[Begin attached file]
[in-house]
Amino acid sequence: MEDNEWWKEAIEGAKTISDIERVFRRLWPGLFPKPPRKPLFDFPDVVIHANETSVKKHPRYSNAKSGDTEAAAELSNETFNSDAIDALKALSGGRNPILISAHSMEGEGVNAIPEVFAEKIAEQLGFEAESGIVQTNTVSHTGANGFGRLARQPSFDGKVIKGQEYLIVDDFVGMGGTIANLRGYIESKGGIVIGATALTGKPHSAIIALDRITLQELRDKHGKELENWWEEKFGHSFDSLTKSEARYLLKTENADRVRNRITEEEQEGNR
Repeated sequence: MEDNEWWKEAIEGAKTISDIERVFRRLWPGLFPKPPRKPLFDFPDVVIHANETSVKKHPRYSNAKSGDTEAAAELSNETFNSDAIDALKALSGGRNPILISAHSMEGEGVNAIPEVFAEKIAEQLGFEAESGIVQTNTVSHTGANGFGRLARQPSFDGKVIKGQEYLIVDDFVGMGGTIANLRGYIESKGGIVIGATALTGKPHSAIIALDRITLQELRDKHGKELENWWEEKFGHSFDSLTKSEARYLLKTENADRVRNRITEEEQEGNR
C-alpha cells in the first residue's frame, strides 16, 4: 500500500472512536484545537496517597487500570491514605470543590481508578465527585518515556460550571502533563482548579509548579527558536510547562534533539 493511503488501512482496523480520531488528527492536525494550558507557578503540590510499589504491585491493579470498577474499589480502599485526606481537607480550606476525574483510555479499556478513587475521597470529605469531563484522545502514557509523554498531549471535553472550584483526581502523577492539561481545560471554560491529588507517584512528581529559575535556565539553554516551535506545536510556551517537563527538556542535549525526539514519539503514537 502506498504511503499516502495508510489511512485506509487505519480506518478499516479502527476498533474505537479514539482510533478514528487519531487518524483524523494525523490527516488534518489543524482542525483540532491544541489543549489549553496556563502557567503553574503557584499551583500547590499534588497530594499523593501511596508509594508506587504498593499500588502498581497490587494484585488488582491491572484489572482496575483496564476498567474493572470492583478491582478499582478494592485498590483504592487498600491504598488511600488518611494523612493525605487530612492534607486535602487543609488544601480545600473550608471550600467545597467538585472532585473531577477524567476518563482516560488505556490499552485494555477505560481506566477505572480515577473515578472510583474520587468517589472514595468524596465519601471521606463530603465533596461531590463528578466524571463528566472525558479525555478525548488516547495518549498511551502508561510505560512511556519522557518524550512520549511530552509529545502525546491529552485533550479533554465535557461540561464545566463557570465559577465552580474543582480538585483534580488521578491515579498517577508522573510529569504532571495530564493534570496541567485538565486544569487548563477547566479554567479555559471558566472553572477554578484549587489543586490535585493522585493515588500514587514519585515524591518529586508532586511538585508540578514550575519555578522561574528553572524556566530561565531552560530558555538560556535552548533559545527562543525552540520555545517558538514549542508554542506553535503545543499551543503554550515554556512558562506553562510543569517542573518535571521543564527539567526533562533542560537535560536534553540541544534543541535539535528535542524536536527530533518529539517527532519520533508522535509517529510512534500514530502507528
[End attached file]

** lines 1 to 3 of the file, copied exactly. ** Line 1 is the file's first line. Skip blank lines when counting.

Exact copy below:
[in-house]
Amino acid sequence: MEDNEWWKEAIEGAKTISDIERVFRRLWPGLFPKPPRKPLFDFPDVVIHANETSVKKHPRYSNAKSGDTEAAAELSNETFNSDAIDALKALSGGRNPILISAHSMEGEGVNAIPEVFAEKIAEQLGFEAESGIVQTNTVSHTGANGFGRLARQPSFDGKVIKGQEYLIVDDFVGMGGTIANLRGYIESKGGIVIGATALTGKPHSAIIALDRITLQELRDKHGKELENWWEEKFGHSFDSLTKSEARYLLKTENADRVRNRITEEEQEGNR
Repeated sequence: MEDNEWWKEAIEGAKTISDIERVFRRLWPGLFPKPPRKPLFDFPDVVIHANETSVKKHPRYSNAKSGDTEAAAELSNETFNSDAIDALKALSGGRNPILISAHSMEGEGVNAIPEVFAEKIAEQLGFEAESGIVQTNTVSHTGANGFGRLARQPSFDGKVIKGQEYLIVDDFVGMGGTIANLRGYIESKGGIVIGATALTGKPHSAIIALDRITLQELRDKHGKELENWWEEKFGHSFDSLTKSEARYLLKTENADRVRNRITEEEQEGNR